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November 6, 2008
Guesting with Connectivism & Connective Knowledge
We were more than pleased to welcome Nancy White to the course yesterday. This link points to her slides, the text chat from the first session, and the recording of the first session (other links will be posted as they become available). Nancy White, Full Circle Associates, November 6, 2008 [Link] [Tags: none] [Comment]
Connectivism: Learning Theory of the Future or Vestige of the Past?
Kop and Hill argue in this extensive article that "A paradigm shift, indeed, may be occurring in educational theory, and a new epistemology may be emerging, but it does not seem that connectivism's contributions to the new paradigm warrant it being treated as a separate learning theory in and of its own right. Connectivism, however, continues to play an important role in the development and emergence of new pedagogies, where control is shifting from the tutor to an increasingly more autonomous learner." Readers will find this article valuable as a clear description of the theory and its origins in the work of people like Friere and Illich. See also Kelly Edmonds on this article. Rita Kop and Adrian Hill, IRRODL, November 6, 2008 [Link] [Tags: none] [Comment]
CCK08: Iterative, Appreciative Change
This is a nice set of notes from today's online session with Nancy White in our Connectivism and Connective Knowledge course. We had Nancy White in for a visit and in her engaging style she talked with us about how new technologies change current practices in communities - and how communities can adopt new practices. "If you're looking for the nuts and bolts of the ideas, skip down to the "Change Ideas" list near the bottom of this post. This was the collected brainstorming of the group on how to make change happen." Also, see Diego Leal's summary of the discussion. An d here's Bob bell's screen capture of the list of change tactics gathered in the early session. Christy Tucker, Experiencing E-Learning, November 6, 2008 [Link] [Tags: none] [Comment]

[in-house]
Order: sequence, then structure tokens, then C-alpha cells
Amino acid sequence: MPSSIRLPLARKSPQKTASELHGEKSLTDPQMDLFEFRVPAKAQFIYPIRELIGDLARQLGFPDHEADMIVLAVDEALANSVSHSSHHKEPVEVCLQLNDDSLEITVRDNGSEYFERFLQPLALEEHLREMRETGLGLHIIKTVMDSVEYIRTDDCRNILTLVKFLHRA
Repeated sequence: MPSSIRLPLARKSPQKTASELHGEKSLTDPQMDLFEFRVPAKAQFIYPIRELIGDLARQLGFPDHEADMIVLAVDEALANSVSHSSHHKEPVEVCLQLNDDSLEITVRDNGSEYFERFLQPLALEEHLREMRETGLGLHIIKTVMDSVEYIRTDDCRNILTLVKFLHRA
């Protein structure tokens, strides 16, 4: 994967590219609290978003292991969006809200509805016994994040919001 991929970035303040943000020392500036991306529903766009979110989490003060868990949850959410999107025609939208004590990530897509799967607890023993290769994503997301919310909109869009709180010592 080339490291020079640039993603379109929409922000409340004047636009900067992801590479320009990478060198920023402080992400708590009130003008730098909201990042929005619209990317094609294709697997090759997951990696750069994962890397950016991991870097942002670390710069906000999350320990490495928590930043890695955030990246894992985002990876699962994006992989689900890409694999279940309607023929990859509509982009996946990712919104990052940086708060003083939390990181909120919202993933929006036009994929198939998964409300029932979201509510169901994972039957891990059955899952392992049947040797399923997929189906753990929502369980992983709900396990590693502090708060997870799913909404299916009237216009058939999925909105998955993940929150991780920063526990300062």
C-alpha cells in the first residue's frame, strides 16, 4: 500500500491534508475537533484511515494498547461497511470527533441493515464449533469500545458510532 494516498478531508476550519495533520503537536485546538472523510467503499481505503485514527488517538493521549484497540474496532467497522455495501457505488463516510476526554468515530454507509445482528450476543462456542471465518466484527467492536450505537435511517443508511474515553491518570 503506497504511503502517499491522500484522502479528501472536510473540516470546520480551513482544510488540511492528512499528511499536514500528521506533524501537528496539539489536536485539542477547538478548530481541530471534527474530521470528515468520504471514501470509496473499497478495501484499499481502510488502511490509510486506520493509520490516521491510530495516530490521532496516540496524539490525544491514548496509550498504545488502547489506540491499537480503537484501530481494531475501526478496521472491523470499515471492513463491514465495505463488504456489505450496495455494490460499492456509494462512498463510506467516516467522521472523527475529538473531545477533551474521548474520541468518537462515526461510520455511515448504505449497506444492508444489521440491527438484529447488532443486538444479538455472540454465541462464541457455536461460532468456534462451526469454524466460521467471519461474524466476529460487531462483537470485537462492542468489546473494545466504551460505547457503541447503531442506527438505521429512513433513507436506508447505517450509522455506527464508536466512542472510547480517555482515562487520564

My Response to Co-Learner Maru On the Course CCK08 and Connectivism
I personally find discussion of theories to be satisfying and valuable. But, as Nancy White mentioned in her session today, focusing on practice is where concepts become relevant for most people. In this post, Jon highlights the impact of going beyond theory to pursue one's passions: "But at the end, if you think you have learned something that you have conceptualised in your goals, you have already succeeded in achieving your goals. It is not because of any theories, not because of any "constructive criticism" or "praises" by others, though some of them may be helpful in your learning, but because of your enthusiasm and passion towards learning. " Jon Mak, , November 6, 2008 [Link] [Tags: none] [Comment]
Insurgence for Emergence
When our interactions with information/content and each other change, new educator roles cannot be too far behind. Lisa explores different educators models, and includes an indication of the next (logical) step in transforming education: "What we face is a lack of magic. Aware of increasing access to information and resources via the web, we envision a world of self-motivated learners, unhampered by bureaucratic straight-jackets and obedience training. We want to use new technologies to bring them the world, controlling their learning only so they don't hurt themselves or others. We want them to learn like we learn, through connections and discovery. We want assessment of learning to be based on personal empowerment of knowledge rather than passing tests and earning degrees. Ultimately, then, we want the role of Wizard. The ultimate power, not to control people, but to change the system." Lisa Lane, , November 6, 2008 [Link] [Tags: none] [Comment]
Here's what course members from around the world had to say. Want to join the conversation? Login and submit your feed. Then put this at the beginning of your post: CCK08CCK08 - Paper 2 Serialized Form Day 3 November 6, 2008
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